3. UIKit follows very sane MVC and delegation patterns.  It’s pretty straight forward and consistent.

And, of course, a few things I’m rather surprised to find, and desperately hope for resolution on:

  1. The iPhone simulator isn’t entirely safe. My hamfisted techniques have somehow caused other apps (including Finder) to crash several times.  It’s terribly frustrating, and makes me a bit nervous about experimenting. I’m not sure if I’m getting better, or if the recent betas have been more stable, but I haven’t had any catastrophic errors recently.
  2. No (official) coverflow interface.  Wow.  This is perfectly suited for what I want to do, and a big part of what makes the iPhone such a compelling platform to develop for.  Please, please, please include this in the final release.
  3. I see Interface Builder … but absolutely no documentation on how to use it for an iPhone.  Can someone point me at an example? Apple now has a step-by-step guide to building a simple app on the iPhone with Interface builder. I also found an example here and posted my own followup summary for people who are already familiar with Interface Builder, and just want to see how to plug in their interfaces.

Anyhow, good points and bad points, but on the whole it’s been a good experience so far.  The NS* classes are all stable and well documented, and the UI* classes and documentation are about what you’d expect from an API in beta.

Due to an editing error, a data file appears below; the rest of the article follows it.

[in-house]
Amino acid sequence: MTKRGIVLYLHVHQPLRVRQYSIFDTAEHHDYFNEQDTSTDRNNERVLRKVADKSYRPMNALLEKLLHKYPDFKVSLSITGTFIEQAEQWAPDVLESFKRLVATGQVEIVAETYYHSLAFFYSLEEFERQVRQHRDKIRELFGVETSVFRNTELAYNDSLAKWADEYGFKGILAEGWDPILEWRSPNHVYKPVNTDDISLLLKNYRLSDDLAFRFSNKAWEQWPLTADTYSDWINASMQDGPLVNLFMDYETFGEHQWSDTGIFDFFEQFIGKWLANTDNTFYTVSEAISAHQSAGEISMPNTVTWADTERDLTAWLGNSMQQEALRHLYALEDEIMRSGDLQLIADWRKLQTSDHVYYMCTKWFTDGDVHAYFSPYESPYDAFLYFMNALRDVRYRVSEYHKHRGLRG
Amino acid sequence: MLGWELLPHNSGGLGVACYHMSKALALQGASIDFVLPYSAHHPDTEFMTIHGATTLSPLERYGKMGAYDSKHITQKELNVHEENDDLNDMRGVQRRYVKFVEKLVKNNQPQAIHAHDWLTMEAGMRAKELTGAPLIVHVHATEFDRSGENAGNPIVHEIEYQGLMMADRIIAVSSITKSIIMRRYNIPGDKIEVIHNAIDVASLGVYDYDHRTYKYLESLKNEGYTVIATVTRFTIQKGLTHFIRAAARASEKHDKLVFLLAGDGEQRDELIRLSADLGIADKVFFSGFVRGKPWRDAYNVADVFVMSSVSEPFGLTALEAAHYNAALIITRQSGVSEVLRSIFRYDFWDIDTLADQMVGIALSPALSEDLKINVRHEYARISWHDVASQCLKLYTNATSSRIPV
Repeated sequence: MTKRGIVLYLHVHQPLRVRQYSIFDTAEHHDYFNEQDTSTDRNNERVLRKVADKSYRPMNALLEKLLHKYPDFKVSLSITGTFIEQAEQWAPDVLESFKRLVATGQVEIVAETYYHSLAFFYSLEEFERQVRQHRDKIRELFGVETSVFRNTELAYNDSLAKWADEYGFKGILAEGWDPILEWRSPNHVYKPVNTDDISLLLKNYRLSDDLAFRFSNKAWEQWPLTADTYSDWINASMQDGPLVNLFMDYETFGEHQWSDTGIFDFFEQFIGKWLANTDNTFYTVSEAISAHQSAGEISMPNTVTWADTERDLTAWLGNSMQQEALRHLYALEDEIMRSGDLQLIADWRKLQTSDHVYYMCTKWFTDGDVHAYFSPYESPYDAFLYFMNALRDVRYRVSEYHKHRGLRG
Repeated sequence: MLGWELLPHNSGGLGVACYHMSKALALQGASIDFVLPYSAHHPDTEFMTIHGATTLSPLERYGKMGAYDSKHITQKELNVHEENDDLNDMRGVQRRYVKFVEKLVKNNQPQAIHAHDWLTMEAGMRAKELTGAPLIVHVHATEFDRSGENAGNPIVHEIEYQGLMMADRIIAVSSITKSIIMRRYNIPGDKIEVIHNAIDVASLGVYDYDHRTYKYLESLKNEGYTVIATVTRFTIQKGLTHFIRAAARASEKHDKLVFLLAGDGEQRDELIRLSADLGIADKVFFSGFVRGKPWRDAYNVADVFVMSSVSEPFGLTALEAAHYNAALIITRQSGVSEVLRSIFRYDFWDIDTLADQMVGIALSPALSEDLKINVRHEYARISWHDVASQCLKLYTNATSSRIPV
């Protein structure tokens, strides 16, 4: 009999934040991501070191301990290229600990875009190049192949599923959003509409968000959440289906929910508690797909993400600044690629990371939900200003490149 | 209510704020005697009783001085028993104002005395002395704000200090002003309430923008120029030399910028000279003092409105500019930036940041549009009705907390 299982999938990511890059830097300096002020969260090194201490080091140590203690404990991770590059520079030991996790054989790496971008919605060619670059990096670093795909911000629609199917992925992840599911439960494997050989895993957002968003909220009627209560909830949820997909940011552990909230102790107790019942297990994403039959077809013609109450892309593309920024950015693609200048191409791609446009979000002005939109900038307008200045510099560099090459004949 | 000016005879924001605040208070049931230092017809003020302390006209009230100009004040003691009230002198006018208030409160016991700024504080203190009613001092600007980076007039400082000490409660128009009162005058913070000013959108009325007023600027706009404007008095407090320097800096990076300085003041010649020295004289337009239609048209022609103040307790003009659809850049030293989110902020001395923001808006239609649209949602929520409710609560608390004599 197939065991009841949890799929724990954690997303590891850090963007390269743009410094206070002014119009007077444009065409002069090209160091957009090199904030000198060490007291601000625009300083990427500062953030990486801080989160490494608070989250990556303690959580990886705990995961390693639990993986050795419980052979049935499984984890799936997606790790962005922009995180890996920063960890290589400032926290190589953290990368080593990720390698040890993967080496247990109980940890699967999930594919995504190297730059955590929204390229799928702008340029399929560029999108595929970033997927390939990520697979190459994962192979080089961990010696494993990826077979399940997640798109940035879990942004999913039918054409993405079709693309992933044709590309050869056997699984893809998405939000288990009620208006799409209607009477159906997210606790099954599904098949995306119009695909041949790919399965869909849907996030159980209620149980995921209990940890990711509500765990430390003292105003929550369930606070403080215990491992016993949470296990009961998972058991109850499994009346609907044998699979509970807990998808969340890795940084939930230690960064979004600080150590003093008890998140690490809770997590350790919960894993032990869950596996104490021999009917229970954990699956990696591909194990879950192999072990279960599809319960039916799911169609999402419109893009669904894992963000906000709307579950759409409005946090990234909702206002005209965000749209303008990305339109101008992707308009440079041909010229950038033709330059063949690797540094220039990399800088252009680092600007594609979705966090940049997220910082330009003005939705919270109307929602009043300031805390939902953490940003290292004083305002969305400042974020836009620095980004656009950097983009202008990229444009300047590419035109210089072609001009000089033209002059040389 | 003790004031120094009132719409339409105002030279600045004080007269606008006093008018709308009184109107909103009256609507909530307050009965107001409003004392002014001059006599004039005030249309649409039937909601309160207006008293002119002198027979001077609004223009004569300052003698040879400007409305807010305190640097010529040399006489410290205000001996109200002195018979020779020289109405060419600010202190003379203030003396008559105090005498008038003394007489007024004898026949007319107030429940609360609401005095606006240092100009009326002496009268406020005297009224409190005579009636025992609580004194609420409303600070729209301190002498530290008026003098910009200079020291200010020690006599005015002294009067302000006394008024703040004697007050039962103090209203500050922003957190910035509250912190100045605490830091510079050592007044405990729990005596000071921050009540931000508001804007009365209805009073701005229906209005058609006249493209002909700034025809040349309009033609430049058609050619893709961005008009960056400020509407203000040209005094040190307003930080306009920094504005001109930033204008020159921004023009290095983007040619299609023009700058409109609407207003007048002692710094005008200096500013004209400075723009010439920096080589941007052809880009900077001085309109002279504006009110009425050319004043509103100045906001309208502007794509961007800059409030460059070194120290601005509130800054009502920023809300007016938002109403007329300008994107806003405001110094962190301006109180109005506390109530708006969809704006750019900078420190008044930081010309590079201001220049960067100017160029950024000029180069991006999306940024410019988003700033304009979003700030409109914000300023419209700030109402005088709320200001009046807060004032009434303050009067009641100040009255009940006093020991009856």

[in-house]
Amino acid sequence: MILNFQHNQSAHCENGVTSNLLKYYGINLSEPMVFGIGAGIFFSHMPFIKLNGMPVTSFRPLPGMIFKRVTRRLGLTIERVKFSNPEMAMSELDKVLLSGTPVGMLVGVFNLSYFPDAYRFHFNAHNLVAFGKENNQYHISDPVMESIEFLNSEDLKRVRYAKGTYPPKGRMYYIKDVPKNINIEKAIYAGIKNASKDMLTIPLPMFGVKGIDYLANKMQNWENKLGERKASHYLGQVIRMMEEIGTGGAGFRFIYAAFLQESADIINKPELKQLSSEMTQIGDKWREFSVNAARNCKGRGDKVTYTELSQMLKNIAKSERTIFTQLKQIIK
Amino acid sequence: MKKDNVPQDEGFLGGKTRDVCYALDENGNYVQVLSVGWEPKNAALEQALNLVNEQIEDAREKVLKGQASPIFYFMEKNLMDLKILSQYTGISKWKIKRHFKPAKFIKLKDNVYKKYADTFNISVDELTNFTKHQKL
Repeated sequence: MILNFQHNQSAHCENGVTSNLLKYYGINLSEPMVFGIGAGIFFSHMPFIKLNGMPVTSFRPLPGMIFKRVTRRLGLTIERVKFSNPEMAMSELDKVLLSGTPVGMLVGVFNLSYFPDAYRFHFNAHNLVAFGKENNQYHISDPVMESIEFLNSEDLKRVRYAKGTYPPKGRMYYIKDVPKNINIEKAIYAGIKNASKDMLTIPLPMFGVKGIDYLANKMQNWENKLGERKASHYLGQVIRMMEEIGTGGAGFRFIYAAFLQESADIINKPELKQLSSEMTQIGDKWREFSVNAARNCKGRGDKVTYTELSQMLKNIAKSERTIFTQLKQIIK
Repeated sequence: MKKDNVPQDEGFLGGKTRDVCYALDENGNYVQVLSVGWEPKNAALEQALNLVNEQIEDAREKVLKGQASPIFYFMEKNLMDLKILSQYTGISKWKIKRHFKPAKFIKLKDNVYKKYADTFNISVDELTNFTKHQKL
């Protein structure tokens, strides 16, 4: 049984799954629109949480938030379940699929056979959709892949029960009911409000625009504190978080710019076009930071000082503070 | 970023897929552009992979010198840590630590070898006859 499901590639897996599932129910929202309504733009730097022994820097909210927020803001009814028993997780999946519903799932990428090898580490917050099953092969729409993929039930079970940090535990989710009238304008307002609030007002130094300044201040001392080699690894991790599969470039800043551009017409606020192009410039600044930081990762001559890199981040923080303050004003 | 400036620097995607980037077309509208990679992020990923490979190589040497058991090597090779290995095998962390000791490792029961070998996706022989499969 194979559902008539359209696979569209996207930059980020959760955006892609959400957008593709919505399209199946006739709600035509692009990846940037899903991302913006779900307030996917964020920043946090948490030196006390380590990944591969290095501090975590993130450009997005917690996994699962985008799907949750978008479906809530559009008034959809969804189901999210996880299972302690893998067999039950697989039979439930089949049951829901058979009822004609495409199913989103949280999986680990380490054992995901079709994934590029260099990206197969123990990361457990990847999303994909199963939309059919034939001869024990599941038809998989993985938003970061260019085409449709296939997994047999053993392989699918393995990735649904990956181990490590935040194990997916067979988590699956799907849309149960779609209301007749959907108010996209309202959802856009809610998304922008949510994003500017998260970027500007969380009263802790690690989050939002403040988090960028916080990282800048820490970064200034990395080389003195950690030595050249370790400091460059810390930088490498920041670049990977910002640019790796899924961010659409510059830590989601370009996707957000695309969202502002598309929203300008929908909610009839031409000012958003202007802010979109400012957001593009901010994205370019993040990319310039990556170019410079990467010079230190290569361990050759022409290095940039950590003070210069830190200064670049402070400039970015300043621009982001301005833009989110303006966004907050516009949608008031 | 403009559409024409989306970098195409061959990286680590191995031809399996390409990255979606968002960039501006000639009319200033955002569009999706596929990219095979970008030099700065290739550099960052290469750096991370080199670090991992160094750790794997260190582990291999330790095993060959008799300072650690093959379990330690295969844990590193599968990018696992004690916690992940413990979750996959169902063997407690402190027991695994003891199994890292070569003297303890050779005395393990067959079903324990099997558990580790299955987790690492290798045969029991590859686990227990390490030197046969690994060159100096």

I’m keen to get a code review from someone who knows what they’re doing, and I’m eagerly awaiting the next update to see what’s changed.  Unfortunately, I think I’ll have to have to wait until June to get a real iPhone — I’m betting that the next generation iPhone will be released along with the SDK and OS 2.0 at WWDC ’08.

Update:  I found an Interface Builder + iPhone tutorial, and I posted a short summary about how to interface with the IB files.

This Feels Mighty Good

April 3, 2008

Note: The Pages o’ Peat have moved to http://peat.org/ — please update your bookmarks and references accordingly. Thank you!

iphone-sdk

… we will have much fun together. 

I crapped a brick the first time I saw the iPhone, and another when I heard that it wasn’t going to be open to third party developers or applications.  I understand their reluctance to let other people’s software near their proprietary media platform, but come on — for the iPhone to be a “revolution,” they need the support of the businesses and individuals who are chomping at the bit to write widgets that solve problems Apple hasn’t even dreamed of.

Anyhow, I guess the clamor over the last few months has been loud enough to be heard at Apple:

For Jobs, the question of third-party software was now a question of “when” rather than “if:” the main issues now were to protect the phone against crashes and security holes, which he said have frequently ruined the experience for smartphones in the past. Pressure on the firm to change its current, closed-off approach was evident in Jobs’ reactionary tone.

“We would like to solve this problem,” he said. “And if you could just be a little more patient with us, we’ll do it.”

(via AppleInsider.com)

Yay!